The academic nightmare – imposter syndrome

Constantly doubting yourself? Have a sense of self-disbelief? Can’t believe how or why you are doing your degree/career? Racked with fear that somebody will find out you’re bad at what you do (even if you’re awesome)? Frequently deliberate over whether your life is heading in the right direction? Join the club…

If you have felt one, or unfortunately all of these, on a regular basis, chances are that you suffer from Imposter Syndrome. First I must clarify – although Imposter Syndrome is a form of anxiety, it is not to be confused with short-term anxiety. The majority of people have short-term periods of anxiety, doubting their academic skills and life choices etc. These are not only natural, but are crucial in motivating us.

Imposter syndrome is a far more-deep seated anxiety, which although can be short term, sometimes is persistent for far longer. It is nagging, constantly on your mind, even when not at work or university. Like anxiety, it is a syndrome based around worrying. Another similar example is hypochondria.

How do I know so much about this, you may be asking yourself? Well unfortunately, it is something I have and continue to struggle with. I am a first year PhD student, working in Molecular Microbiology. Now I can’t speak for other academic areas, but I find the Biosciences very intimidating. I have previously written about my experience of academic intimidation and starting new academic years, in “Starting a new academic year (I have no idea what I’m doing…)”. That entire article is a snapshot into just one of the problems that Imposter Syndrome has caused me.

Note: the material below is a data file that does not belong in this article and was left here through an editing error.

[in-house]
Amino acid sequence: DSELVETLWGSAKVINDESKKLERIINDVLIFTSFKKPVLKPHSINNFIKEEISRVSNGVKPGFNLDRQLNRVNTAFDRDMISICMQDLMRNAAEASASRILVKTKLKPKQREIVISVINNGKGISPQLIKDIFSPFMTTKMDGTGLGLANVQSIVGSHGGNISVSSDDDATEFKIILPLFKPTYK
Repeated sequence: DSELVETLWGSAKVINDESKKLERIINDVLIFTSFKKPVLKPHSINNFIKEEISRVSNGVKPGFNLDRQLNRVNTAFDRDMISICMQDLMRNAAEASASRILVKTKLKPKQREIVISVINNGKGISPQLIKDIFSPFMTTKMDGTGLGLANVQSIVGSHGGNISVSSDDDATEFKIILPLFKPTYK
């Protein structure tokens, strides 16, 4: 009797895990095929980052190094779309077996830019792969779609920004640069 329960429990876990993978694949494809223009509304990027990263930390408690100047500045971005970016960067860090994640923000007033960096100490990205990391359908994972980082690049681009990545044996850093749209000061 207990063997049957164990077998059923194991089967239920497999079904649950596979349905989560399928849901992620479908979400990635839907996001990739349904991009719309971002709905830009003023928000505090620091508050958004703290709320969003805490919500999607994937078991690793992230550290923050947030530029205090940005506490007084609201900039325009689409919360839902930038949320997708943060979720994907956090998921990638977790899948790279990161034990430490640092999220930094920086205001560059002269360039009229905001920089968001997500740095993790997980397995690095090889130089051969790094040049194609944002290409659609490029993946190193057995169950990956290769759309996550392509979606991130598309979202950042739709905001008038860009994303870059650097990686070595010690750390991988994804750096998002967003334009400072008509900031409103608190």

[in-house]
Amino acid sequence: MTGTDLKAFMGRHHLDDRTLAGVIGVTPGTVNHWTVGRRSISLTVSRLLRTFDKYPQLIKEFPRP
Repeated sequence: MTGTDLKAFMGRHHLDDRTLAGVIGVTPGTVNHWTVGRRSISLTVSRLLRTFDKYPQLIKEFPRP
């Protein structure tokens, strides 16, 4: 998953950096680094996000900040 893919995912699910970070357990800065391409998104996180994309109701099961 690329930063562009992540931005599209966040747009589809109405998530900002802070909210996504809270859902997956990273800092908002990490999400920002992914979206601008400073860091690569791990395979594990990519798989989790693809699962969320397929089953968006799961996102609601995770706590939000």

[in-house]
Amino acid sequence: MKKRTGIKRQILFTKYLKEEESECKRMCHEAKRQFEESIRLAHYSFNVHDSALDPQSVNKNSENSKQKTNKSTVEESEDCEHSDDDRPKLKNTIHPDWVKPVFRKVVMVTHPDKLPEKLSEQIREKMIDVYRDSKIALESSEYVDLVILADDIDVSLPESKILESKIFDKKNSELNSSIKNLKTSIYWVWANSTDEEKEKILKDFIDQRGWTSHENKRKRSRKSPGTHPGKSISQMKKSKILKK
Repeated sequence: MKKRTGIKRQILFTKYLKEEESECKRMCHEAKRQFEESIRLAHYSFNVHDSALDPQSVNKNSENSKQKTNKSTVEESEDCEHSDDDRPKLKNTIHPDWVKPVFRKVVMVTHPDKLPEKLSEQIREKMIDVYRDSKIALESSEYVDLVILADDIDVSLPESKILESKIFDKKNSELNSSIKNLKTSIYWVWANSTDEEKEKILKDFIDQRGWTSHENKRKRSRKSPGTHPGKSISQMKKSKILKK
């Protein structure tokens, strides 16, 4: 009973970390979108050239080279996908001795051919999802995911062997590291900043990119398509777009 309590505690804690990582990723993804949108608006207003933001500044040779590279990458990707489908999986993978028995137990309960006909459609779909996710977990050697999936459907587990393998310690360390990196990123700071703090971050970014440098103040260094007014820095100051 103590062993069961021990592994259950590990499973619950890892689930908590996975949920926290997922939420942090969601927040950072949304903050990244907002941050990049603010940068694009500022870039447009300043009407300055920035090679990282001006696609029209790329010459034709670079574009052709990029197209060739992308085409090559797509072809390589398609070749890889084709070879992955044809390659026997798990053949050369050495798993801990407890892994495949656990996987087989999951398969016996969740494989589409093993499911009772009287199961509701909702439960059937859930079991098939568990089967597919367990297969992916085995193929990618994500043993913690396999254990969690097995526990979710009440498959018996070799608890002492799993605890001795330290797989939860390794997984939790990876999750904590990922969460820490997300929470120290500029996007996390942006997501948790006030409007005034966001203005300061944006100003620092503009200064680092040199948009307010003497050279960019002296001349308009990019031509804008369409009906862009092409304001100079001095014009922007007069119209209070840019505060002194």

So let’s go in-depth into what Imposter Syndrome is. It is a form of anxiety that revolves around what you do for a living and who you are (your self-identity), making you doubt yourself in various ways. You feel like an imposter: like you can’t or shouldn’t be doing your degree or job, constantly worrying you will be exposed as some-sort of fraud, having crises of confidence. Like I mention in my previous blog post, for me it was a recurring issue when starting new academic years. The pressure of moving up an academic level got to me, and I was convinced each year that I had reached my academic limit, and should quit. Making the bigger jump from undergrad to PhD made me even more anxious. I also have issues with this when working with a new/unfamiliar technique in the lab. Part of my degree and academic path involves me presenting work at conferences, so of course this is a prime opportunity for Imposter Syndrome to strike, making me doubt that I can present my work, that I’m going to embarrass myself and my department. The scariest form of self-doubt it caused me to have was actually doubting that I had anxiety, that I was depressed. I began to question everything about my mental health, feeling like I was pretending – that I was an imposter. It took me a long time to convince myself that I was in-fact suffering badly with anxiety, and needed help.